NMA Welcomes PACAC Inquiry Into Cabinet Office Handling Of FOI
The News Media Association has welcomed a probe into the Cabinet Office’s handling of Freedom of Information requests including the “Clearing House” which determines how FOI requests are handled across Government.
In its response to the Public Administration and Constitutional Affairs Committee’s inquiry into the Cabinet Office’s compliance and implementation of FOI laws, the NMA said democracy would be impeded if FOI requests from journalists were being vetted by the Cabinet Office.
“FOI requests are supposed to be ‘applicant blind’ meaning who makes the request should not matter,” the NMA said.
“However, it is understood that FOI requests made by journalists to Government bodies are given special attention and directed to the Cabinet Office’s Clearing House, a department that determines how FOI requests are dealt with; effectively centralising control over what information is released to the public.
“Ultimately, the Clearing House’s criteria in respect of requests involving sensitive information appear to catch anything likely to attract publicity and anything from a media body. This practice is counter to the applicant blind FOI process and freedom of speech more broadly.”
The delays caused by the additional screening process that FOI requests from journalists are subjected to by the Clearing House creates another improper barrier to access, the NMA added, creating a “chilling effect on the publication of news which is “perishable commodity.”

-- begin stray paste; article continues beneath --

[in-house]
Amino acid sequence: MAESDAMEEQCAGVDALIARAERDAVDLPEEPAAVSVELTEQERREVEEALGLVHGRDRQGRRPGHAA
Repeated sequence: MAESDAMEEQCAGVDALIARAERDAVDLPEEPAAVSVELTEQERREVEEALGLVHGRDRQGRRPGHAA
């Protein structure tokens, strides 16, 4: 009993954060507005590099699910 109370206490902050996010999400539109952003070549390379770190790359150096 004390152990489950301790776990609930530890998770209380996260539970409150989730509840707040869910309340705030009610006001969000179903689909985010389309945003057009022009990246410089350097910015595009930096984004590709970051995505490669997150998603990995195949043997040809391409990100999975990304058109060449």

The Cabinet Office plays a vital role in ensuring compliance with the FOI Act across Government, aiding complex FOI requests while also ensuring that sensitive information is handled appropriately.
“Consequently, one would expect that the Cabinet Office should lead by example, acting as a bastion of compliance with the Act and spearheading excellent handling of FOI requests. However, it is well documented that the Cabinet Office falls notably short of this,” the NMA said.
Government bodies have dealt with FOI requests for over 15 years, sufficient time for each Governmental body to garner expertise in handling FOI requests – making the Cabinet Office’s supervision superfluous, the NMA added.
“Moreover, given that each department is responsible for justifying its own decisions on FOI requests, it is unclear why the Cabinet Office should direct them on what information to release,” the NMA said.
“The implication is that the Cabinet Office and Clearing House’s roles and procedures in relation to FOI requests (such as the Round Robin List) keep Government departments in line, suppressing challenging FOI requests across the board.”